From Destruction to Conservancy

Tibetans in Exile

During the fifteen year progressive occupation of the Chinese since 1944 and climaxing with the 1959 uprising against the occupation forces of China, thousands of Tibetans have migrated to the other Himalayan regions. The H.H. The Dalai Lama was forced to immigrate to India, and subsequently was followed by a tremendous out flux of thousands of Tibetans immigrating throughout the Himalayan Region. With the kind support of the Indian government, His Holiness established the Tibetan government in exile in Dharamsala, India.

Following this massive immigration, around six thousands monasteries were demolished in the years of the Chinese government’s “Cultural Revolution”. This was a political initiative to purge religion as a cultural aspect for these indigenous people, who for thousands of years held as a cultural dimension of their lives. This political initiative to dominate the Tibetan people also destroyed the Bonpo monasteries and schools, as well as any cultural, educational and religious community structures and public religious ceremonies. And so, since 1959 and the subsequent purge of the “Cultural Revolution”, Bonpos fled the oppression into India and Nepal and Bhutan, hoping to restore the integrity of their native cultural heritage and their spiritual practices

The Bonpos, the followers of the ancient Bon tradition, continue today to be spread throughout all the regions of Tibet and the Himalayan regions of India, Nepal and Bhutan. They hold their unique tradition with enthusiasm and devotion and which they have done for thousands of years. According to recent Chinese demographic statistics, the Bonpos make up the second largest group of Tibet’s five main religious schools. There is current research to support the fact that it is the Bon religion, which was subsumed and adopted by the Tibetan Buddhist followers. Bon has a rich and vibrant monastic tradition and lay yogic practitioners, which is the core of the Bon communities and social structures.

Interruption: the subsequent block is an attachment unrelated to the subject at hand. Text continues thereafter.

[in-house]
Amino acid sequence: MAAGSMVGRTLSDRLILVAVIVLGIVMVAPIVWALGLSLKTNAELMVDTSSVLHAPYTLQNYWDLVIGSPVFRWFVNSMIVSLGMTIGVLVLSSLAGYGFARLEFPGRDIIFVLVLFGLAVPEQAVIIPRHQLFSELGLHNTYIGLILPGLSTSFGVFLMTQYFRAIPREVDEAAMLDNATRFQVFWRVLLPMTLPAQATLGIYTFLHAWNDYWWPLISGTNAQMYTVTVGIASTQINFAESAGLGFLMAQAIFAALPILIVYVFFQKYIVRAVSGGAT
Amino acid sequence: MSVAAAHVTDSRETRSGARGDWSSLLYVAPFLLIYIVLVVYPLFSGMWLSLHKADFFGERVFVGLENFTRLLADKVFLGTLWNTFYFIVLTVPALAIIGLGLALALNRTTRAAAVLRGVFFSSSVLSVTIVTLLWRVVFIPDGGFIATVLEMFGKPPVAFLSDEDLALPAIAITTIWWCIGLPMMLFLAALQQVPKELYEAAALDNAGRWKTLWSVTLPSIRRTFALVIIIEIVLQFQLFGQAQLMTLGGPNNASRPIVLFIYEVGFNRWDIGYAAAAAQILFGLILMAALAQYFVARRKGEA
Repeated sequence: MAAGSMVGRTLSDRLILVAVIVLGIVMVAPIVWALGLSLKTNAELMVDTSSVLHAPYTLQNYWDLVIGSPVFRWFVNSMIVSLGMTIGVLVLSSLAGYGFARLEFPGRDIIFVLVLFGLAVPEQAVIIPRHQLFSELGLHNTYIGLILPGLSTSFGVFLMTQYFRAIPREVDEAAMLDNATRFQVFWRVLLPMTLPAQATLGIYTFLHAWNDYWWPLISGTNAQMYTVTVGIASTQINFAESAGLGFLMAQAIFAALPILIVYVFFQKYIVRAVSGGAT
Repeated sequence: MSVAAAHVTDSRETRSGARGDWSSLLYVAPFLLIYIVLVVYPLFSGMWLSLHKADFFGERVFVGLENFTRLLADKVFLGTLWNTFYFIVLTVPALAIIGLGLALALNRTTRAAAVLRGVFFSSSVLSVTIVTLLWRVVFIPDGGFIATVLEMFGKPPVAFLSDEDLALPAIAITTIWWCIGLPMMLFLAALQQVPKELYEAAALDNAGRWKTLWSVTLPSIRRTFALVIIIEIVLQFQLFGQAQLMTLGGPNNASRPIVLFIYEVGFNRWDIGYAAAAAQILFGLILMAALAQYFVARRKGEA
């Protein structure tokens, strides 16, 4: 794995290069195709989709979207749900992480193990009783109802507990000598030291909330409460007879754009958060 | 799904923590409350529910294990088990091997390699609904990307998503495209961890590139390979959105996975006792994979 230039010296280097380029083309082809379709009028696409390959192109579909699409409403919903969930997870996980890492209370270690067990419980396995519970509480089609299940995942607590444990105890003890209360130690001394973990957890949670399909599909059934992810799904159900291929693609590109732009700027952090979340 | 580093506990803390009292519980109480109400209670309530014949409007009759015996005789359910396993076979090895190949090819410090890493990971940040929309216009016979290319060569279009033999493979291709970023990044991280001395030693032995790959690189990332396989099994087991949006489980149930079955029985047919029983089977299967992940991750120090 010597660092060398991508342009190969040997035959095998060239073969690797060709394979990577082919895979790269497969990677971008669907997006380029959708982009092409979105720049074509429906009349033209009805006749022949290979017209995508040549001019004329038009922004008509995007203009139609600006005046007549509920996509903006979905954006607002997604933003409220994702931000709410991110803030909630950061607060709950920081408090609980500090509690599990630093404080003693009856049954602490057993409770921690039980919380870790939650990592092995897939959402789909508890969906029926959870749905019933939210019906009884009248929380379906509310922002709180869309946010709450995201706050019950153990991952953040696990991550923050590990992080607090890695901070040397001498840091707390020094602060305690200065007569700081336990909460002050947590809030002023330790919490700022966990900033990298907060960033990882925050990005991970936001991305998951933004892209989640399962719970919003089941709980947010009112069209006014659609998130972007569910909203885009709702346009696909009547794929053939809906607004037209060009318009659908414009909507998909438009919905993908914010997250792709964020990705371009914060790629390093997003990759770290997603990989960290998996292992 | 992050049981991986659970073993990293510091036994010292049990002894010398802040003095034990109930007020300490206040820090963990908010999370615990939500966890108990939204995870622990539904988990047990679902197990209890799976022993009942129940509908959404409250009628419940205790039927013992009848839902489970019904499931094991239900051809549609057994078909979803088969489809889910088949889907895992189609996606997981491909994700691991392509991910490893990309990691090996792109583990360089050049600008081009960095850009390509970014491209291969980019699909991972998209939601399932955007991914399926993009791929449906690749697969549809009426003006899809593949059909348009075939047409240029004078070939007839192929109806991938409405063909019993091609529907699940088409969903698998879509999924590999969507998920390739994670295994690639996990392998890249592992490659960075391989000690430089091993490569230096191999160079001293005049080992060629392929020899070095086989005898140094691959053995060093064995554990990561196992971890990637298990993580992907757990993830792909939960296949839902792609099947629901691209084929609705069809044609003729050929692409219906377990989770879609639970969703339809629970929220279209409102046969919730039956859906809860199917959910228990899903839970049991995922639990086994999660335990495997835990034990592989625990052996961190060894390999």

Recovery and Renewal

Although many Bonpos were scattered in various parts of their host countries and their traditions became diluted, two main Bonpo settlements were established in India and Nepal. The Tibetan Bonpo settlement in Dolanji, Himachal Pradesh has become a strong Bonpo community and the centerpiece of the community is the establishment of Menri Monastery, the seat of the head of the Bon religion. This settlement is home to 96 Tibetan families and the monastery supports to date over 250 monks and students, who are engaged in a full study program leading to the Geshe degree. All this was possible through a generous donation from the Catholic Relief Service in the Vatican, Rome and the dynamic endeavor and leadership of H.E. Lopon Tenzin Namdak Rinpoche in 1969. The monastery, Menri, was named in honor of the main Bonpo monastery in Central Tibet and has become the focal point for Bonpos in exile. The Abbot is His Holiness Lungtok Tenpai Nyima Rinpoche, who is considered the head of the Bon religion and lineage holder of Bon.
Then, in 1987 Triten Norbutse became the second Bonpo monastery founded in Kathmandu by H.E. Lopon Tenzin Namdak Rinpoche, the previous senior teacher of the Menri Monastery in Tibet, and the newly established one in India. This met the needs of the indigenous Bonpo communities of highland in Nepal as well as the many exiled Bonpo communities. It is also an inspiration to the Bonpo of Tibet and a source of refuge and religious education in lieu of the lack of religious freedom now in Chinese occupied Tibet. The Yungdrung Bon Academy of Higher studies, established by H.E. Lopon Tenzin Namdak Rinpoche in Trinten Norbutse Monastery has produced the first class of Geshe monks in 2001 and every two years since there has been a graduating class.


The trained Geshes from the two central monasteries outside of Tibet, Menri and Trinten Norbutse, are encouraged to return to the Bonpo communities to become dynamic forces for the spiritual growth, scholarship, and community development. Thanks largely to the financial support and efforts of the devout public and the energy of these young Geshes, the monasteries in Kathmandu, Dolpo, Sikkim, Himachal Pradesh and Uttaranchal are slowly improving the conditions of the refugee Bonpo population and serving as anchor points for the continuance and reestablishment of the developing Bonpo communities and perpetuating their ancient heritage. The main mission is to underscore these initiatives of the Bonpo monasteries to promote the preservation of Bon culture and religion by creating educational, medical and welfare opportunities for the disenfranchised Bon people.

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